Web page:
BREAKING NEWS – UPDATED: Pilots and Atlas Air Head for Federal Mediated Contract Negotiations
The United States government has accepted the request of the union representing over 1,300 pilots flying for Atlas Air, Inc. and Polar Air Cargo to mediate contract negotiations with the airlines.
The International Brotherhood of Teamsters, Teamsters Airline Division and APA Teamsters Local 1224, filed for mediation with the National Mediation Board (NMB) recently after Atlas Air, according to a Teamsters statement, refused to engage in any further legally-mandated negotiations.
The NMB is the federal agency that facilitates labor-management relations in the aviation and railroad industries.
Atlas Air has a different take on the proceedings. “We believe the request for mediation is premature as the negotiation process has just begun,” said company spokesperson Bonnie Lewis Rodney. “The NMB is currently investigating how to best move forward and will let the parties know what it concludes.”
“Pilots are fed up with Atlas and AAWW’s game playing and backroom corporate maneuvering to try to deny us basic workplace protections like the much-needed time to rest between international flights,” said Captain Mike Griffith, an Atlas pilot and communications chairman of APA Teamsters Local 1224. “We believe the federal government intervening will make sure they work with us to come to a fair contract agreement that is up to cargo industry standards.”
But Rodney contends that the union has no right to strike regardless of any strike vote. “The Atlas and Southern collective bargaining agreements provide that upon a merger, if the parties cannot reach a joint contract, any open issues are resolved through an orderly resolution process,” she said.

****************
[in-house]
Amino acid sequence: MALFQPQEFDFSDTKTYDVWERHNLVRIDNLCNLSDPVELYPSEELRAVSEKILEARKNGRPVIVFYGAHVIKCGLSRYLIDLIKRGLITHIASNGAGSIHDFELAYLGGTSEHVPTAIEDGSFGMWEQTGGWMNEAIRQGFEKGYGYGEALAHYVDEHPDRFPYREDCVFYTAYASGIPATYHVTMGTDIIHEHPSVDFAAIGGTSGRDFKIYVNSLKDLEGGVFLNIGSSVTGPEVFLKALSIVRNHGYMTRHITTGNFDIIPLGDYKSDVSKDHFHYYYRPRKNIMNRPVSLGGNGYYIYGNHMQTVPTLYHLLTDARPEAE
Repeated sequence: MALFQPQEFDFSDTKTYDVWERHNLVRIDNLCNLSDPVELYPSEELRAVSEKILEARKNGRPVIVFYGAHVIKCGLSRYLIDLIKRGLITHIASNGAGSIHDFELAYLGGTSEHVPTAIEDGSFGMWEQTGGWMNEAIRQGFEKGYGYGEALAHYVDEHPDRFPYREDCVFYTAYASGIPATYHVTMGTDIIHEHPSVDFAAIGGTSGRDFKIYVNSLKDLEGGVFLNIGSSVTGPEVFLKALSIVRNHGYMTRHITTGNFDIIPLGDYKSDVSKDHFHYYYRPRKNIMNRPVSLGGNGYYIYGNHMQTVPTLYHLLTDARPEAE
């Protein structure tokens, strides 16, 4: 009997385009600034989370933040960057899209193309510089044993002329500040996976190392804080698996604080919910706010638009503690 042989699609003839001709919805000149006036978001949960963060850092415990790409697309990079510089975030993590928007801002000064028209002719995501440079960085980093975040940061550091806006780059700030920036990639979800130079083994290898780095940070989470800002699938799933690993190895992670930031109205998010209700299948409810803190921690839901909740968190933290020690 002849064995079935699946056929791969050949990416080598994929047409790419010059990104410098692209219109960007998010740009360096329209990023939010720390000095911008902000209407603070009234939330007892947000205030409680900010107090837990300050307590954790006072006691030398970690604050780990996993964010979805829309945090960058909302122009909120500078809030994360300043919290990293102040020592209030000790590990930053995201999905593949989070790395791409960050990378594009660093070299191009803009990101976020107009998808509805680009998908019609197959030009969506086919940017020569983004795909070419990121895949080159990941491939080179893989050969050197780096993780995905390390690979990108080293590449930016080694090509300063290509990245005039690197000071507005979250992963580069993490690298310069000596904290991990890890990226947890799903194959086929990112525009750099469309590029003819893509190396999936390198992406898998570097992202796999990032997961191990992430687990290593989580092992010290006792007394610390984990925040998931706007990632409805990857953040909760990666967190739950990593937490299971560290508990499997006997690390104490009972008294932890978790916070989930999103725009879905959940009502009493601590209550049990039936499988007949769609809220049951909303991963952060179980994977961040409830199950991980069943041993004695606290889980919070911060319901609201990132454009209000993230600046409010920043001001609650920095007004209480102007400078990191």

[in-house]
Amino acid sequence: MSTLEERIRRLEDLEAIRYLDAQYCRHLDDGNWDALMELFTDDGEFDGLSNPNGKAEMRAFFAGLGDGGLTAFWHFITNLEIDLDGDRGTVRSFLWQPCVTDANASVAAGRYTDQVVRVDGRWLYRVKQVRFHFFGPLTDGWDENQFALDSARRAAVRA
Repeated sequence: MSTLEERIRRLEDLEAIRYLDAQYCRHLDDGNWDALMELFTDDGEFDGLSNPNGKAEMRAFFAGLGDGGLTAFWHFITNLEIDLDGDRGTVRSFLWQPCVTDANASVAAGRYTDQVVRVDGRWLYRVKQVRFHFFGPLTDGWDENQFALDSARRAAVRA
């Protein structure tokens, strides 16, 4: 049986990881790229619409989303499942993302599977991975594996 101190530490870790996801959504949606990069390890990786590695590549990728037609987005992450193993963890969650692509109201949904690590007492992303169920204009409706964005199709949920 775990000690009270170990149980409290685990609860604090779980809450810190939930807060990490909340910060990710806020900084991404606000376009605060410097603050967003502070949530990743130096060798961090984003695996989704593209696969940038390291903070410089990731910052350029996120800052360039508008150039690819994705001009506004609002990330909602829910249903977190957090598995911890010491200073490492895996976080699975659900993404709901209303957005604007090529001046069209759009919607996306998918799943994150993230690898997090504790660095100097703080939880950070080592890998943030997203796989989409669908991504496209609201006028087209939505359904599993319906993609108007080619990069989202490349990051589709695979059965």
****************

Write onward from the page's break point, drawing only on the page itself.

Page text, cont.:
After its recent acquisition of Southern Air Holdings, Inc. (SAI), AAWW became affiliated with two additional carriers, Southern Air Inc., and Florida West International Airways. AAWW and Atlas Air have insisted that Atlas Air pilots stop ongoing contract negotiations and merge their contract with the Southern Air pilots’ existing contract. According to the Teamsters, this would suppress wages and lower quality of life issues for pilots at Atlas Air and Polar Air Cargo, and could ultimately ripple throughout the industry.
But the airlines say that “explicit processes are delineated in the respective collective bargaining agreements for negotiating a joint collective bargaining agreement” in the event of a merger, according to Rodney.
The Southern Air contract was negotiated several years ago while Southern Air was in bankruptcy and contains wage, benefit and job protections that fall far below cargo industry standards, the union says. The current Atlas Air contract is also below industry standards, according to the union. A comparison study conducted by Teamsters Local 1224 showed that AAWW pilots are paid considerably less and work much longer hours than pilots who fly for UPS or FedEx. Pilots at Atlas, Polar and Southern reported being forced to fly long hours with minimal rest time in between flights, leading to dangerous fatigue.
AAWW’s $100 million cash acquisition this year of financially-troubled SAI was touted by the company as a positive move for both pilots and the long-term success of AAWW as the company attempts to establish its position as a leader in the cargo and express delivery markets. But the union says that AAWW wants wage concessions from Atlas Air pilots to help pay for the acquisition.
“The Southern acquisition is very good for Atlas and Southern pilots,” countered Rodney. “As the merger details were initially announced, the international leadership as well as that of Local 1224 recognized the benefits of this merger by endorsing the transaction.”
Atlas Air and Polar Air both fly under contract for DHL Express. DHL owns 49 percent of AAWW’s Polar Air Cargo and is estimated to account for more than 50 percent of Atlas Air’s business. DHL is also the exclusive customer of AAWW’s newly acquired Southern Air, Inc. Teamsters Local 1224 has raised questions regarding DHL’s behind-the-scenes role in AAWW and SAI’s affairs and has asked the Department of Transportation to intervene.
As for the impending federal mediation, Rodney said, “While we continue to believe this request is early, we will cooperate fully with the process.”